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Surveillance: 'It's a Rich Industry With Lots of Options for Dictators'

© Photo : PixabaySmartphone surveillance
Smartphone surveillance - Sputnik International
Activists from Privacy International have released a searchable database containing information about more than 500 surveillance companies. The database, called the Surveillance Industry Index, includes brochures and export data of all those companies. Radio Sputnik discussed the issue with Matthew Rice, Privacy International Advocacy Officer.

The idea behind this initiative is to give people a better understanding of the surveillance industry and its products.

“We want the public to be more engaged and more aware of this kind of product. The kind of staff that you’ll be able to gather includes malware, all kinds of monitoring equipment picking up mobile phones in the area and monitoring stations capable of monitoring whole nations,” he said.

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“We’ve been collecting information for about six years now and we’ve learned that these surveillance companies have already  received many license requests from companies around the world for mobile phone monitoring equipment.”

When asked about the challenges they have encountered when creating this database, Mathew Rice said that they actually had it online in the past.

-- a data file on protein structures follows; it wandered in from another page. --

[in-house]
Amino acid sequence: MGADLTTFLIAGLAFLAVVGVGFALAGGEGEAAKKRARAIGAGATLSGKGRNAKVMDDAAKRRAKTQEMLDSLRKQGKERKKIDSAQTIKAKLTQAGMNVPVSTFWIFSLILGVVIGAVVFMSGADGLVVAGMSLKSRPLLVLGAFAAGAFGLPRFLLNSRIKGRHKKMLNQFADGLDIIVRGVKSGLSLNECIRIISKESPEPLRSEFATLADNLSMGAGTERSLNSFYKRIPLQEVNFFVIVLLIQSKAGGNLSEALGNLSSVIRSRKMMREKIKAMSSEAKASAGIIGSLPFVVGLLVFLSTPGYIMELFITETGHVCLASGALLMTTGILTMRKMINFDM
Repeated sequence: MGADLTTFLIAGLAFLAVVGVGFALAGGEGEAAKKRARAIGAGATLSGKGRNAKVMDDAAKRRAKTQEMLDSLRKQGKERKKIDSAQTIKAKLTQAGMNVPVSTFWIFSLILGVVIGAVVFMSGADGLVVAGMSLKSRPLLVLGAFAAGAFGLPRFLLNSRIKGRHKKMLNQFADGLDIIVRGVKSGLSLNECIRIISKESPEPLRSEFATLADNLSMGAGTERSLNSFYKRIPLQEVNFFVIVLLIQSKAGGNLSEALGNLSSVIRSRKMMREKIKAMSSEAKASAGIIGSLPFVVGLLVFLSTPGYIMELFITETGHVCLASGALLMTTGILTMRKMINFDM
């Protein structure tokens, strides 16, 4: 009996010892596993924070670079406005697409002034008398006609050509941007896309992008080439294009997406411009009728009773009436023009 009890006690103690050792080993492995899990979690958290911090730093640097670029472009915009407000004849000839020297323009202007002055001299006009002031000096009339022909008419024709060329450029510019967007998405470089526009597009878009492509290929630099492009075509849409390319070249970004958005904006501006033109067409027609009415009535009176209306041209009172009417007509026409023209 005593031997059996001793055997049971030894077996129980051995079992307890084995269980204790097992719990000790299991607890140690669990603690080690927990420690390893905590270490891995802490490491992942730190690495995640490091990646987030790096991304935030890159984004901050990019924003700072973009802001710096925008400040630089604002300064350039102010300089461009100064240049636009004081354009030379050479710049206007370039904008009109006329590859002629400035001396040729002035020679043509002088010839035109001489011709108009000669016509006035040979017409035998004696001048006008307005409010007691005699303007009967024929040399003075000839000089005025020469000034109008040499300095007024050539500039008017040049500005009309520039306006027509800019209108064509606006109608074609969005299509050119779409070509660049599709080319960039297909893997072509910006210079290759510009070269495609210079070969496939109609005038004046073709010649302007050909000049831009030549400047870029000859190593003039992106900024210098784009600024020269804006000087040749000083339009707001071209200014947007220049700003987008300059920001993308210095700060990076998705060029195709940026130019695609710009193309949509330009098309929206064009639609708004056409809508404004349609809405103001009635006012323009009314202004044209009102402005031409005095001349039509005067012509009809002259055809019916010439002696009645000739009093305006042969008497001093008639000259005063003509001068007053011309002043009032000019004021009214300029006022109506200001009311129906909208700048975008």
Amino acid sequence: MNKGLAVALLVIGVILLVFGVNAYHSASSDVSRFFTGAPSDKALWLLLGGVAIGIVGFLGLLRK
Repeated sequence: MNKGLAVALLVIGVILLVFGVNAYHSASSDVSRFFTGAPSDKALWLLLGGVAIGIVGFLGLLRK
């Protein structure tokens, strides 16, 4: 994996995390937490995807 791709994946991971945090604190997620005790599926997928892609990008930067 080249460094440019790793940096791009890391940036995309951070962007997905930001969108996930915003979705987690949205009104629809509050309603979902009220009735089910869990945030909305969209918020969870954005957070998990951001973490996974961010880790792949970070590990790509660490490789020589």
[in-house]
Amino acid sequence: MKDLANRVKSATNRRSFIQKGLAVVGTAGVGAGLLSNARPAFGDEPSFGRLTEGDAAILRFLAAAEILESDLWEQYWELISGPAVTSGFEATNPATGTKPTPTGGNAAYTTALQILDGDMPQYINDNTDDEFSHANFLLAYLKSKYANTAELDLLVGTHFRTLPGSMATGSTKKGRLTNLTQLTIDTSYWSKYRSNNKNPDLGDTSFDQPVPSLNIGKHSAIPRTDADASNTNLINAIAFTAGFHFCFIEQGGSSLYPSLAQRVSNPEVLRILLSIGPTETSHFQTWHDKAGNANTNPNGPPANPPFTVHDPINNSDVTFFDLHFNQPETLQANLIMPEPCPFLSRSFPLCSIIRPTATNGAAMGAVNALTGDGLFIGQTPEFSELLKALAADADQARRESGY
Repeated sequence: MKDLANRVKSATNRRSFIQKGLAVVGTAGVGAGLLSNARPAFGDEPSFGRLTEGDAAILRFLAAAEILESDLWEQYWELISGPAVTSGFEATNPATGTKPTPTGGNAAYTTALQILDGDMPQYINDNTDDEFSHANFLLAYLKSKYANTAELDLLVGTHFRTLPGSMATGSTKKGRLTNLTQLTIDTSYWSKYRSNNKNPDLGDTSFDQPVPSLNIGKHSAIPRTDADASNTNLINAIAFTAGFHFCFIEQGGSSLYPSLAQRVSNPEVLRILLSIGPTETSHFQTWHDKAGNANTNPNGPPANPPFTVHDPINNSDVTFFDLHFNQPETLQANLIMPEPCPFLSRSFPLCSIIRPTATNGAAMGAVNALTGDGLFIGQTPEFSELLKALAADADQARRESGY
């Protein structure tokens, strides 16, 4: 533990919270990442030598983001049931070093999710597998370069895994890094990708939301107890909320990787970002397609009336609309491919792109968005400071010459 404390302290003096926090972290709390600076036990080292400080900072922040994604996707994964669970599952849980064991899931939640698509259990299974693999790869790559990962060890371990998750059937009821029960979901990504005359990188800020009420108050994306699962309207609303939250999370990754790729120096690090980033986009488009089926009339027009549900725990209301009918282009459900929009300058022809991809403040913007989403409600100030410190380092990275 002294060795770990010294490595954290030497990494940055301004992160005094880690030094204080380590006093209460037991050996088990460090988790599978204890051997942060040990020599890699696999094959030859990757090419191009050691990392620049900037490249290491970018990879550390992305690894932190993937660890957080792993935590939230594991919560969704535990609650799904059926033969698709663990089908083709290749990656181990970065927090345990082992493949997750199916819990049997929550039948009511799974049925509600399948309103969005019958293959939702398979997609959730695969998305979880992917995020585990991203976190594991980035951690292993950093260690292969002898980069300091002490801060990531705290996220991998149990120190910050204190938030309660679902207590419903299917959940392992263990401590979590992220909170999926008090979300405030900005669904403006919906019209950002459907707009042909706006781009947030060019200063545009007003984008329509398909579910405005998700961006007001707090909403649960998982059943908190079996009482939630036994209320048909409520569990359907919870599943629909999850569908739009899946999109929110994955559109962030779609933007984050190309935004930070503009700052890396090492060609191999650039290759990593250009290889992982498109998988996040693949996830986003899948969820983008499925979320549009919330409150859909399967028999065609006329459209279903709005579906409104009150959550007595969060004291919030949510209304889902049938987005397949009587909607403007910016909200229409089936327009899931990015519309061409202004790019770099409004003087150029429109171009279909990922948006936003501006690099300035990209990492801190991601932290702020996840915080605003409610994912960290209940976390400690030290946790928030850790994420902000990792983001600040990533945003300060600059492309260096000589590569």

“It’s about 500 companies and 1,500 documents,  which eventually made it hard to upload and download all this information. I still think it’s worth the challenge and the resources we have put into this effort so now we can speak more openly to the public and ultimately we hope to foster change in this kind of industry.”

There is a large crossover in this industry with security services and police as these surveillance companies can gather vulnerable information at individual companies that can concern whole nations.

“Yes, they pick it all up and sell it to the highest bidder and rather than disclosing it to Apple or, say, Google,  they are putting everybody’s security at risk,” Mathew Rice said, adding that “it's a rich industry with lots of options for dictators.”'

When asked whether this type of industry is regulated  in any sense at all, Mathew Rice said that for a number of years it wasn’t and these companies were able to trade completely openly and without any kind of regulation.

“Recently we’ve been seeing some kind of attention being paid to this particular kind of technology, such as phone monitoring equipment and Internet monitoring equipment, but this has been happening only in the past couple of years. The governments are trying to come to grips with that,” Mathew Rice noted.

He added that this industry had literally exploded in the past two years and that, unlike in the case of defense and arms selling companies, there was not enough official control over their work.

“The problem is, these companies are not controlled on a kind of military grade level so there are different levels of control here,” Mathew Rice said in conclusion.

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